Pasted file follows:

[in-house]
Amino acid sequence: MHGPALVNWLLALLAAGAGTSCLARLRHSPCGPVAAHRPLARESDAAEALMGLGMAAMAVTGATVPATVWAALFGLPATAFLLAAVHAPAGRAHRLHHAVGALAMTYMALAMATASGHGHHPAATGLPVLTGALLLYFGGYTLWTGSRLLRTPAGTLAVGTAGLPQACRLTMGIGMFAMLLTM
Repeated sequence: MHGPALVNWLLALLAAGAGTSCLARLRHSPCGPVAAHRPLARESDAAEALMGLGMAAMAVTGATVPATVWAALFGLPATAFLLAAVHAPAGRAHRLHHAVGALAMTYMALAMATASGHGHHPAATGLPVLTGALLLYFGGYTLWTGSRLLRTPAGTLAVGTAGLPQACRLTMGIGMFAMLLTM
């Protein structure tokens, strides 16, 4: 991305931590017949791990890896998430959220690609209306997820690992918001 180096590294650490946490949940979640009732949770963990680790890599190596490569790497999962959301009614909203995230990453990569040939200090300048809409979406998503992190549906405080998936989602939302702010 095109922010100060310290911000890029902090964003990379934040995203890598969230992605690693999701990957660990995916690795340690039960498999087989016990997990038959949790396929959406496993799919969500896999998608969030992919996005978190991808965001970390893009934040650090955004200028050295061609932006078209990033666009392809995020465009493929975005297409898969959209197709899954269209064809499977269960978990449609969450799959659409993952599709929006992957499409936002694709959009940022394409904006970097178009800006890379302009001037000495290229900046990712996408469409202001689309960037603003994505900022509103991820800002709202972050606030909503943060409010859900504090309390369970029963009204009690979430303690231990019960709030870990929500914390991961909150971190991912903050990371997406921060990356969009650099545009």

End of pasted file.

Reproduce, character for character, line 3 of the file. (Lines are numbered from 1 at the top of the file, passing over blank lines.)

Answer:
Repeated sequence: MHGPALVNWLLALLAAGAGTSCLARLRHSPCGPVAAHRPLARESDAAEALMGLGMAAMAVTGATVPATVWAALFGLPATAFLLAAVHAPAGRAHRLHHAVGALAMTYMALAMATASGHGHHPAATGLPVLTGALLLYFGGYTLWTGSRLLRTPAGTLAVGTAGLPQACRLTMGIGMFAMLLTM